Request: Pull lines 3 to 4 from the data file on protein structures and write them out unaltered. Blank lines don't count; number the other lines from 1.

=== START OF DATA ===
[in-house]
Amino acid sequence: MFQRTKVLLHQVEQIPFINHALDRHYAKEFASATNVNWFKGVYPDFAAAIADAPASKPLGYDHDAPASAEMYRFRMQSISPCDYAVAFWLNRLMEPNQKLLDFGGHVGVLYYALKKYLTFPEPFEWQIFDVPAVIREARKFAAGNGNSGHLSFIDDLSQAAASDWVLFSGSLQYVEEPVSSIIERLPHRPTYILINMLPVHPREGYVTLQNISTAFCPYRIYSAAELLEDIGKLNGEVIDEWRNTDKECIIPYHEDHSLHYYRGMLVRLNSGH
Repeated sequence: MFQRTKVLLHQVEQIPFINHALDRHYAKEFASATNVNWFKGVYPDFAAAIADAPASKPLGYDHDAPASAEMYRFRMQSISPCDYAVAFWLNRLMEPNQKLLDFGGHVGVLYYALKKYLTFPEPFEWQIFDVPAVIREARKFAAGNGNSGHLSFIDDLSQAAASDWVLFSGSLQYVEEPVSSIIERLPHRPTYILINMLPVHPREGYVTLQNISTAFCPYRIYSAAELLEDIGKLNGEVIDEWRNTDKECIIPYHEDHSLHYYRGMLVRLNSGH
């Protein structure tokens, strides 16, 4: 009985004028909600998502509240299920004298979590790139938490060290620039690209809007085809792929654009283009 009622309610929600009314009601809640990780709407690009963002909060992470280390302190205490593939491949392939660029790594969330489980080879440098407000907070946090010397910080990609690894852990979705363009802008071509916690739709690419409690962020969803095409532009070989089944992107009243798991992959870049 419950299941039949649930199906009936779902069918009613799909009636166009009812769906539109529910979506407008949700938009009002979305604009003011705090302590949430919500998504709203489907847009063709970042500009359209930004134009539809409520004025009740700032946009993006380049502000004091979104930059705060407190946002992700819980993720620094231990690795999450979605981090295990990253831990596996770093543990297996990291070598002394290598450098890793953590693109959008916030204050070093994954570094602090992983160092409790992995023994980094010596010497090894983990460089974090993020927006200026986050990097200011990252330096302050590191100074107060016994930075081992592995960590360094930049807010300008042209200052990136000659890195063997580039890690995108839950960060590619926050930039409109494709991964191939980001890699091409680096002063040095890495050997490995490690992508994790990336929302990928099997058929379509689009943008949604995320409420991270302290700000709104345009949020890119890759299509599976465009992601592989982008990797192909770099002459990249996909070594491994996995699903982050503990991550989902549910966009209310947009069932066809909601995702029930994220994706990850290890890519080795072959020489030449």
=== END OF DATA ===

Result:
Repeated sequence: MFQRTKVLLHQVEQIPFINHALDRHYAKEFASATNVNWFKGVYPDFAAAIADAPASKPLGYDHDAPASAEMYRFRMQSISPCDYAVAFWLNRLMEPNQKLLDFGGHVGVLYYALKKYLTFPEPFEWQIFDVPAVIREARKFAAGNGNSGHLSFIDDLSQAAASDWVLFSGSLQYVEEPVSSIIERLPHRPTYILINMLPVHPREGYVTLQNISTAFCPYRIYSAAELLEDIGKLNGEVIDEWRNTDKECIIPYHEDHSLHYYRGMLVRLNSGH
């Protein structure tokens, strides 16, 4: 009985004028909600998502509240299920004298979590790139938490060290620039690209809007085809792929654009283009 009622309610929600009314009601809640990780709407690009963002909060992470280390302190205490593939491949392939660029790594969330489980080879440098407000907070946090010397910080990609690894852990979705363009802008071509916690739709690419409690962020969803095409532009070989089944992107009243798991992959870049 419950299941039949649930199906009936779902069918009613799909009636166009009812769906539109529910979506407008949700938009009002979305604009003011705090302590949430919500998504709203489907847009063709970042500009359209930004134009539809409520004025009740700032946009993006380049502000004091979104930059705060407190946002992700819980993720620094231990690795999450979605981090295990990253831990596996770093543990297996990291070598002394290598450098890793953590693109959008916030204050070093994954570094602090992983160092409790992995023994980094010596010497090894983990460089974090993020927006200026986050990097200011990252330096302050590191100074107060016994930075081992592995960590360094930049807010300008042209200052990136000659890195063997580039890690995108839950960060590619926050930039409109494709991964191939980001890699091409680096002063040095890495050997490995490690992508994790990336929302990928099997058929379509689009943008949604995320409420991270302290700000709104345009949020890119890759299509599976465009992601592989982008990797192909770099002459990249996909070594491994996995699903982050503990991550989902549910966009209310947009069932066809909601995702029930994220994706990850290890890519080795072959020489030449």